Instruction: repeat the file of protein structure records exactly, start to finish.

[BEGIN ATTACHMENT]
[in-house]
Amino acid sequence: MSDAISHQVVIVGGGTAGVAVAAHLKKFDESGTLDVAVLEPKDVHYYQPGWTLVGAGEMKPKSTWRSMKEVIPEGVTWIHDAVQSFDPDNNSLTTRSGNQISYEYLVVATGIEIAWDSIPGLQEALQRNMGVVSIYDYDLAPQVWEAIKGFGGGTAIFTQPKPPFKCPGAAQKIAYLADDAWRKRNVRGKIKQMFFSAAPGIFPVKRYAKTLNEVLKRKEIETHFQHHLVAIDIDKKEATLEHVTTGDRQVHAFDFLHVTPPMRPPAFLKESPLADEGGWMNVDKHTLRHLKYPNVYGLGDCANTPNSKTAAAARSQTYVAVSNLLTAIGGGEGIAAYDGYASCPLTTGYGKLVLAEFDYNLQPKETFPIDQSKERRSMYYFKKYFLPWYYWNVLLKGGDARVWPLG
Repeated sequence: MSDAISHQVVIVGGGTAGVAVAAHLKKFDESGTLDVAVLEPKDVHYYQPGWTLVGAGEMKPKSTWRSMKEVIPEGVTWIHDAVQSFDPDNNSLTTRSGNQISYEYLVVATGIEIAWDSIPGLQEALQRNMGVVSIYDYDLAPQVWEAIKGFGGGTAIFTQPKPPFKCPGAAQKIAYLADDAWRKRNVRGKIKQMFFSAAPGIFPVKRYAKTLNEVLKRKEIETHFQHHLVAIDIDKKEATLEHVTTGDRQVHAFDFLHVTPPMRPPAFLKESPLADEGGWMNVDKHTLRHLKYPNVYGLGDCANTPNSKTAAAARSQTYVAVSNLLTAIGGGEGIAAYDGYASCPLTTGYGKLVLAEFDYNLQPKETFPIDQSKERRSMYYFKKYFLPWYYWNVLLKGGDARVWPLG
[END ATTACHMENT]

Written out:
[in-house]
Amino acid sequence: MSDAISHQVVIVGGGTAGVAVAAHLKKFDESGTLDVAVLEPKDVHYYQPGWTLVGAGEMKPKSTWRSMKEVIPEGVTWIHDAVQSFDPDNNSLTTRSGNQISYEYLVVATGIEIAWDSIPGLQEALQRNMGVVSIYDYDLAPQVWEAIKGFGGGTAIFTQPKPPFKCPGAAQKIAYLADDAWRKRNVRGKIKQMFFSAAPGIFPVKRYAKTLNEVLKRKEIETHFQHHLVAIDIDKKEATLEHVTTGDRQVHAFDFLHVTPPMRPPAFLKESPLADEGGWMNVDKHTLRHLKYPNVYGLGDCANTPNSKTAAAARSQTYVAVSNLLTAIGGGEGIAAYDGYASCPLTTGYGKLVLAEFDYNLQPKETFPIDQSKERRSMYYFKKYFLPWYYWNVLLKGGDARVWPLG
Repeated sequence: MSDAISHQVVIVGGGTAGVAVAAHLKKFDESGTLDVAVLEPKDVHYYQPGWTLVGAGEMKPKSTWRSMKEVIPEGVTWIHDAVQSFDPDNNSLTTRSGNQISYEYLVVATGIEIAWDSIPGLQEALQRNMGVVSIYDYDLAPQVWEAIKGFGGGTAIFTQPKPPFKCPGAAQKIAYLADDAWRKRNVRGKIKQMFFSAAPGIFPVKRYAKTLNEVLKRKEIETHFQHHLVAIDIDKKEATLEHVTTGDRQVHAFDFLHVTPPMRPPAFLKESPLADEGGWMNVDKHTLRHLKYPNVYGLGDCANTPNSKTAAAARSQTYVAVSNLLTAIGGGEGIAAYDGYASCPLTTGYGKLVLAEFDYNLQPKETFPIDQSKERRSMYYFKKYFLPWYYWNVLLKGGDARVWPLG